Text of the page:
This is what I have seen to this point. Andrew has begun a national tour in which he is meeting with candidates, campaign managers and volunteers to listen to them, respond to their concerns and to thank them for their hard work. No leader in our party or a previous iteration of the party in my memory has personally undertaken this. He has faced anger and vitriol in some meetings, but in every meeting has heard criticism and taken it to heart.
Second, I know that he received several reports from campaign workers and supporters, along with the report and review he personally requested from Hon. John Baird. The first actions he took to remove his chief of staff and comms. director were almost unanimously sought by the authors of those reports. Even though they were his friends and trusted confidants, Andrew recognized that he would lose the trust and confidence of many if he did not take action. There are other changes that must happen, but as I have said many times over the past few weeks, Rome wasn’t built in a day.
And third, but not in importance, I believe that Andrew has opened up to a wider circle. He recognized that perhaps he was not served as well as he should have been and that confirmation bias could have been an issue in the decision-making process. It is a good practice by any leader to seek as wide a variety of thoughts on any issue, allowing him or her to weigh the pros and cons and make a fully informed decision. His approach to the review of the campaign and seeking input widely is a good sign. What remains is to ensure that he takes decisive action on the advice he is given.
What I am saying here is that while no one, least of all Andrew, is happy with the outcome, there is an upside. We increased our seats in B.C., Alberta and Saskatchewan. We managed to win the popular vote. We gained 22 seats nationally. We have a young, intelligent and decent leader, who deeply cares about our country.
We need to give him the same chance we once gave to a young Stephen Harper, who made mistakes in 2004 but found a new path to defeat the Liberals just two years later. It is my hope that our party stays united behind the Leader, and does not give our opponents what they want: a chaotic, infighting Conservative Party that will be vulnerable to a snap election loss.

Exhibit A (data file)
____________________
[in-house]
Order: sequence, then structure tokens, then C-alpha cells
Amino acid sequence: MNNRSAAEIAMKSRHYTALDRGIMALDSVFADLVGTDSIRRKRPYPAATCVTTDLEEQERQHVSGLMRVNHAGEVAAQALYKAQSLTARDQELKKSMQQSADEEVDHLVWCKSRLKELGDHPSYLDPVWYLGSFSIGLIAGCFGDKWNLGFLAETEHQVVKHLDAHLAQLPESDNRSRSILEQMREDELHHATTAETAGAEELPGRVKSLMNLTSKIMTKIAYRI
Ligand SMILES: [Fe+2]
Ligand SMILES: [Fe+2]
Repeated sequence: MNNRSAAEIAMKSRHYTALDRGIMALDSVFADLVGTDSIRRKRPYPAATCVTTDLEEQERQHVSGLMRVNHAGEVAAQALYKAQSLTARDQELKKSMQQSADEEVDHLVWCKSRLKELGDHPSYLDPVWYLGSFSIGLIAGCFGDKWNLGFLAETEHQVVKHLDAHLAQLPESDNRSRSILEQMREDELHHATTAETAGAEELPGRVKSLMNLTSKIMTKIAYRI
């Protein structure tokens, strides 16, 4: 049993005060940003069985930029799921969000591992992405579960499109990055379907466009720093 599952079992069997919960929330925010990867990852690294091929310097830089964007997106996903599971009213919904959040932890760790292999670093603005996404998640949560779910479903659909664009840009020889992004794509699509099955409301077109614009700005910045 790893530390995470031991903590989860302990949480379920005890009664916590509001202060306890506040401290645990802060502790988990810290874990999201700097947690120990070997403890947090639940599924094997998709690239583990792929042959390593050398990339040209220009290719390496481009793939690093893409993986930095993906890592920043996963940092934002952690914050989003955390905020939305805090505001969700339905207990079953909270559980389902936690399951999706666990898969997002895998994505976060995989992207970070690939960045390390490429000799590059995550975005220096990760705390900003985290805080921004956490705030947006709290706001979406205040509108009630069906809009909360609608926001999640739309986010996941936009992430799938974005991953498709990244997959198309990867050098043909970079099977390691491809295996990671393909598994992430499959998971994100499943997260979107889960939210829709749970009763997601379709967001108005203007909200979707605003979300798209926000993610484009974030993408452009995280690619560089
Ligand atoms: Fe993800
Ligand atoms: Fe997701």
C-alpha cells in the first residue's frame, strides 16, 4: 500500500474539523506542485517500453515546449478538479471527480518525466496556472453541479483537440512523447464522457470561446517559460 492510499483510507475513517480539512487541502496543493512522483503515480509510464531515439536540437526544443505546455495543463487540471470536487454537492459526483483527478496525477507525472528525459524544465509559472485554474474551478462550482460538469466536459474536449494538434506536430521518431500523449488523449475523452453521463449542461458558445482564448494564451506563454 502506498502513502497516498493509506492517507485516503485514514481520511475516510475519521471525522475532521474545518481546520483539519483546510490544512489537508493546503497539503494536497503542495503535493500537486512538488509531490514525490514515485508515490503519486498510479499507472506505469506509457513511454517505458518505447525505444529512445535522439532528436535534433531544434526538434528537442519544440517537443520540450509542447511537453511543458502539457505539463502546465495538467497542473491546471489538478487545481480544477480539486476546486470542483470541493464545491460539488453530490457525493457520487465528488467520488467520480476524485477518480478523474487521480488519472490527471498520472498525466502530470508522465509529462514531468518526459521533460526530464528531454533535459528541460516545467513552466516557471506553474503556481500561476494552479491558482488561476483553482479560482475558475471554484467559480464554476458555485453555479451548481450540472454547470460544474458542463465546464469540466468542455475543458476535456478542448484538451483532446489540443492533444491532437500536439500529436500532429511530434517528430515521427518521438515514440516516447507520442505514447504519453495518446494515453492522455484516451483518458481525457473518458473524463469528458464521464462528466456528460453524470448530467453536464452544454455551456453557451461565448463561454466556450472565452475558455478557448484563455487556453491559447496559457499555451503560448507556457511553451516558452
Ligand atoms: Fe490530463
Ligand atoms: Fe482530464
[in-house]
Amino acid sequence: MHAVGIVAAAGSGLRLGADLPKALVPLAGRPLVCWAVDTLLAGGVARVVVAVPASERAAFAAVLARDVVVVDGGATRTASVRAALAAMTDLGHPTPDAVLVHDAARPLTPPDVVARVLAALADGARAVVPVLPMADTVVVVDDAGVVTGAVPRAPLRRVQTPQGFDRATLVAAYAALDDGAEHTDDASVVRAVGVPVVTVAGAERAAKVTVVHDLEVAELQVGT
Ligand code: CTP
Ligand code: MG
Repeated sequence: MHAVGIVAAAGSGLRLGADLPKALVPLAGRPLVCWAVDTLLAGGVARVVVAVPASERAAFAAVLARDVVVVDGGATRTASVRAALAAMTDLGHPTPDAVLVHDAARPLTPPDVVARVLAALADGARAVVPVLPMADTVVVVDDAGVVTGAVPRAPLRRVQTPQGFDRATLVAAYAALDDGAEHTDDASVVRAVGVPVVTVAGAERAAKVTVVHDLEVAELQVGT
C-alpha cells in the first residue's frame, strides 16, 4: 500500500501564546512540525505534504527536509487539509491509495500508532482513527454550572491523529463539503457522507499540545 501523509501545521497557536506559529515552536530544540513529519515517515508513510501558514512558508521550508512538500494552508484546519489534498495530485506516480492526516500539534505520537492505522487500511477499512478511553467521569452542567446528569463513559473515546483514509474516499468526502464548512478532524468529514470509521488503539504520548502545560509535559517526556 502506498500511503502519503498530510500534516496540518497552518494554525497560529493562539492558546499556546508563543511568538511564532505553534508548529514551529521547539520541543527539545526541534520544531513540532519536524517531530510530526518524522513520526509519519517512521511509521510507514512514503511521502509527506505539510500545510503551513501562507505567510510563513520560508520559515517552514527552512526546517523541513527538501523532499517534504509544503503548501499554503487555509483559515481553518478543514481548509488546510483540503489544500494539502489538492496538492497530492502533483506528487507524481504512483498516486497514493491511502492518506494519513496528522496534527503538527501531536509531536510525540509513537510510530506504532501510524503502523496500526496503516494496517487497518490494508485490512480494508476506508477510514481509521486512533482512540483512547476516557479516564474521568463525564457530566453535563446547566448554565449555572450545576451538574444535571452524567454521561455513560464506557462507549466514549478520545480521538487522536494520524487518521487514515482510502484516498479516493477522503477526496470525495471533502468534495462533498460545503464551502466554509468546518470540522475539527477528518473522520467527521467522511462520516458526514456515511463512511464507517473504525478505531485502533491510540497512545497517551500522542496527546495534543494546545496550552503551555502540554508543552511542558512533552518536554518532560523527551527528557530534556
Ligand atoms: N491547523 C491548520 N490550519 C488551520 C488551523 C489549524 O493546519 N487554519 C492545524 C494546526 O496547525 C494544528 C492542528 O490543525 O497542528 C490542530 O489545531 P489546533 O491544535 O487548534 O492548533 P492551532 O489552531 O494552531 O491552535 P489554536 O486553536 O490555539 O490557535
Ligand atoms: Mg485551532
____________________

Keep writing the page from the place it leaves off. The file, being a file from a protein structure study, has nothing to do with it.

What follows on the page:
A new online poll conducted by the Canadian Press has shown that Andrew Scheer has less than 50 percent support from Canadians who self-identify as Conservatives, according to CKOM.
Just 48 percent of Conservative supporters say they want Andrew Scheer to continue as leader. 40 percent want him to resign, while 12 percent remain undecided.
This comes as another bad news story for the Conservative leader who will require a far greater majority in his leadership review in April of next year. The precedent in Candian politics is that leaders who undergo reviews should receive a much higher portion of the vote than just 50 percent.
Stephan Harper, for example, won over 85% of the vote in his leadership review after his 2004 election loss. It has been broadly considered that 75 percent of the vote is the bare minimum for an incumbent leader to continue his tenure.
The survey was conducted from Nov. 15-25 and over 3,000 Canadians participated.
Recently, Andrew Scheer has received significant pressure from the Conservative base to resign. This criticism previously derived from the Red Tory faction of the party when Peter MacKay and Rona Ambrose criticized his leadership.
Peter MacKay, for instance, declared that issues like abortion and LGBTQ issues “hung round [Scheer’s] neck like a stinking albatross.” MacKay went on to say that this election was like “having an open net and missing the net.”
Another prominent Conservative politician, Ed Fast, who served in Harper’s cabinet as the trade secretary, declined a position in Scheer’s cabinet, saying that the leader needed someone who “fully supports” his leadership.
Soon after, the Globe and Mail reported that the social conservative wing of the party had begun to abandon Scheer. One former Conservative MP, Brad Trost, said in the article that “A lot of social conservatives have no interest whatsoever in backing Andrew Scheer.”
Last week, Scheer suffered another setback after a third-party organization was created by a group of prominent figures within the Conservative movement. This group, Conservative Victory, is devoted entirely to the ousting of Scheer.